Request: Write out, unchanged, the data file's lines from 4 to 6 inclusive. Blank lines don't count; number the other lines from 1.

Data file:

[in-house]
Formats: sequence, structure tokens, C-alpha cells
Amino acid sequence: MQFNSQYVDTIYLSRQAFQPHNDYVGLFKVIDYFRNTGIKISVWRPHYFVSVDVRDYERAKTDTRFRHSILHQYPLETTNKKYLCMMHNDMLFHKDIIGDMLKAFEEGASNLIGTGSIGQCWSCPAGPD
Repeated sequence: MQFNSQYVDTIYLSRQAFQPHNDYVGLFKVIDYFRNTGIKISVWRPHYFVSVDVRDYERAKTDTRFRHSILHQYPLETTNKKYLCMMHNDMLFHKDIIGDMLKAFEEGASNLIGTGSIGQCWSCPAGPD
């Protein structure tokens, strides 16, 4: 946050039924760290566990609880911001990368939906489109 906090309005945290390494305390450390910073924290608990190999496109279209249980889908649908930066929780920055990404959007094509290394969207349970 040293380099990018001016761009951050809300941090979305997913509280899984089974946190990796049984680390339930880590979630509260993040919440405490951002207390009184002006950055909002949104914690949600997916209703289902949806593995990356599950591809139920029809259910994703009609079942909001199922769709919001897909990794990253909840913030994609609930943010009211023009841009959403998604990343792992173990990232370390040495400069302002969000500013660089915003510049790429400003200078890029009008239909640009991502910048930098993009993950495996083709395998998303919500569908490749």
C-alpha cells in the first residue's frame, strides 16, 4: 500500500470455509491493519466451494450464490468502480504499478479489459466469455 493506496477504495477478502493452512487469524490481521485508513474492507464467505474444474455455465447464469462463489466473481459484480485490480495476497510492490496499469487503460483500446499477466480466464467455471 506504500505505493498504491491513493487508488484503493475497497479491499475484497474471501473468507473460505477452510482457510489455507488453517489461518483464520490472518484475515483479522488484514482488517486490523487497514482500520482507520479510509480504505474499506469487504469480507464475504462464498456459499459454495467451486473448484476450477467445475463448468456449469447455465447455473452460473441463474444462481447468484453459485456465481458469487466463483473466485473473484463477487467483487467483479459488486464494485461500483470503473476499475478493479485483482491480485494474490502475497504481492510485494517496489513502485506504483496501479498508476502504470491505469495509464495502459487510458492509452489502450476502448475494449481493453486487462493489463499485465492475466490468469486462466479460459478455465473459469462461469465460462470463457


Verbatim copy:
Repeated sequence: MQFNSQYVDTIYLSRQAFQPHNDYVGLFKVIDYFRNTGIKISVWRPHYFVSVDVRDYERAKTDTRFRHSILHQYPLETTNKKYLCMMHNDMLFHKDIIGDMLKAFEEGASNLIGTGSIGQCWSCPAGPD
């Protein structure tokens, strides 16, 4: 946050039924760290566990609880911001990368939906489109 906090309005945290390494305390450390910073924290608990190999496109279209249980889908649908930066929780920055990404959007094509290394969207349970 040293380099990018001016761009951050809300941090979305997913509280899984089974946190990796049984680390339930880590979630509260993040919440405490951002207390009184002006950055909002949104914690949600997916209703289902949806593995990356599950591809139920029809259910994703009609079942909001199922769709919001897909990794990253909840913030994609609930943010009211023009841009959403998604990343792992173990990232370390040495400069302002969000500013660089915003510049790429400003200078890029009008239909640009991502910048930098993009993950495996083709395998998303919500569908490749």
C-alpha cells in the first residue's frame, strides 16, 4: 500500500470455509491493519466451494450464490468502480504499478479489459466469455 493506496477504495477478502493452512487469524490481521485508513474492507464467505474444474455455465447464469462463489466473481459484480485490480495476497510492490496499469487503460483500446499477466480466464467455471 506504500505505493498504491491513493487508488484503493475497497479491499475484497474471501473468507473460505477452510482457510489455507488453517489461518483464520490472518484475515483479522488484514482488517486490523487497514482500520482507520479510509480504505474499506469487504469480507464475504462464498456459499459454495467451486473448484476450477467445475463448468456449469447455465447455473452460473441463474444462481447468484453459485456465481458469487466463483473466485473473484463477487467483487467483479459488486464494485461500483470503473476499475478493479485483482491480485494474490502475497504481492510485494517496489513502485506504483496501479498508476502504470491505469495509464495502459487510458492509452489502450476502448475494449481493453486487462493489463499485465492475466490468469486462466479460459478455465473459469462461469465460462470463457